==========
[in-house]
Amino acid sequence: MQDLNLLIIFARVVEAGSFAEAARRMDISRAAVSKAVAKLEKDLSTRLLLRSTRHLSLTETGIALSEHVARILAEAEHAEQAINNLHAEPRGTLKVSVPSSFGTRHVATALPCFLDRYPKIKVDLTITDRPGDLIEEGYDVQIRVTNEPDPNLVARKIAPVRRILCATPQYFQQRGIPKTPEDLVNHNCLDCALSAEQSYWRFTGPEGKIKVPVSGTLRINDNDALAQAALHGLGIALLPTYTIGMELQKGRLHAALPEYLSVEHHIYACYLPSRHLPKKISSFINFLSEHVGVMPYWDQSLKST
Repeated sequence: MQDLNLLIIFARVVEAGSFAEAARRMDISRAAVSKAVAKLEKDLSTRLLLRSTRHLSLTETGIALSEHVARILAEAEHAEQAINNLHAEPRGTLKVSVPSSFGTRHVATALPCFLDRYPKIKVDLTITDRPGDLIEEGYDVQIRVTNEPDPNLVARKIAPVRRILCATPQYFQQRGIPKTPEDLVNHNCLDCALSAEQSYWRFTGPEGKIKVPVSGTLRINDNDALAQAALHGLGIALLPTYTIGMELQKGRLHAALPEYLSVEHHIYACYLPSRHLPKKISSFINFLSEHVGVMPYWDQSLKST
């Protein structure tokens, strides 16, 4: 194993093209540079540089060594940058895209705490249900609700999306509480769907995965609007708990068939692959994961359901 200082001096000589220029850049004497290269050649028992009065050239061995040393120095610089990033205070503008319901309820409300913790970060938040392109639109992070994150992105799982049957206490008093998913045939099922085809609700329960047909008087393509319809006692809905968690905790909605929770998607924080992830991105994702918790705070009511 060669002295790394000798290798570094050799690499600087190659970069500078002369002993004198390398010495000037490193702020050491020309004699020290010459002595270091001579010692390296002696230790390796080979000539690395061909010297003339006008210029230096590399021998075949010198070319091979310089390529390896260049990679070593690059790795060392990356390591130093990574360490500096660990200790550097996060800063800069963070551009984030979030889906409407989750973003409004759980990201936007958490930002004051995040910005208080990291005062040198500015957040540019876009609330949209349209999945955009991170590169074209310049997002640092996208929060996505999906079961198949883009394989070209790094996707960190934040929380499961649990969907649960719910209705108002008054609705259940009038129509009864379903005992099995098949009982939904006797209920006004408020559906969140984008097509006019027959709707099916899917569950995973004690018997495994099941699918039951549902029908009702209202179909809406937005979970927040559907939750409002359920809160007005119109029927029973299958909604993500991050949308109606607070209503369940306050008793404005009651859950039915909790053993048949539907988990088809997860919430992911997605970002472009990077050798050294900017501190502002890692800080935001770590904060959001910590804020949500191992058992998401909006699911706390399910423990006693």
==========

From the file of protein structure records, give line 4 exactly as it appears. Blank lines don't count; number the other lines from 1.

């Protein structure tokens, strides 16, 4: 194993093209540079540089060594940058895209705490249900609700999306509480769907995965609007708990068939692959994961359901 200082001096000589220029850049004497290269050649028992009065050239061995040393120095610089990033205070503008319901309820409300913790970060938040392109639109992070994150992105799982049957206490008093998913045939099922085809609700329960047909008087393509319809006692809905968690905790909605929770998607924080992830991105994702918790705070009511 060669002295790394000798290798570094050799690499600087190659970069500078002369002993004198390398010495000037490193702020050491020309004699020290010459002595270091001579010692390296002696230790390796080979000539690395061909010297003339006008210029230096590399021998075949010198070319091979310089390529390896260049990679070593690059790795060392990356390591130093990574360490500096660990200790550097996060800063800069963070551009984030979030889906409407989750973003409004759980990201936007958490930002004051995040910005208080990291005062040198500015957040540019876009609330949209349209999945955009991170590169074209310049997002640092996208929060996505999906079961198949883009394989070209790094996707960190934040929380499961649990969907649960719910209705108002008054609705259940009038129509009864379903005992099995098949009982939904006797209920006004408020559906969140984008097509006019027959709707099916899917569950995973004690018997495994099941699918039951549902029908009702209202179909809406937005979970927040559907939750409002359920809160007005119109029927029973299958909604993500991050949308109606607070209503369940306050008793404005009651859950039915909790053993048949539907988990088809997860919430992911997605970002472009990077050798050294900017501190502002890692800080935001770590904060959001910590804020949500191992058992998401909006699911706390399910423990006693």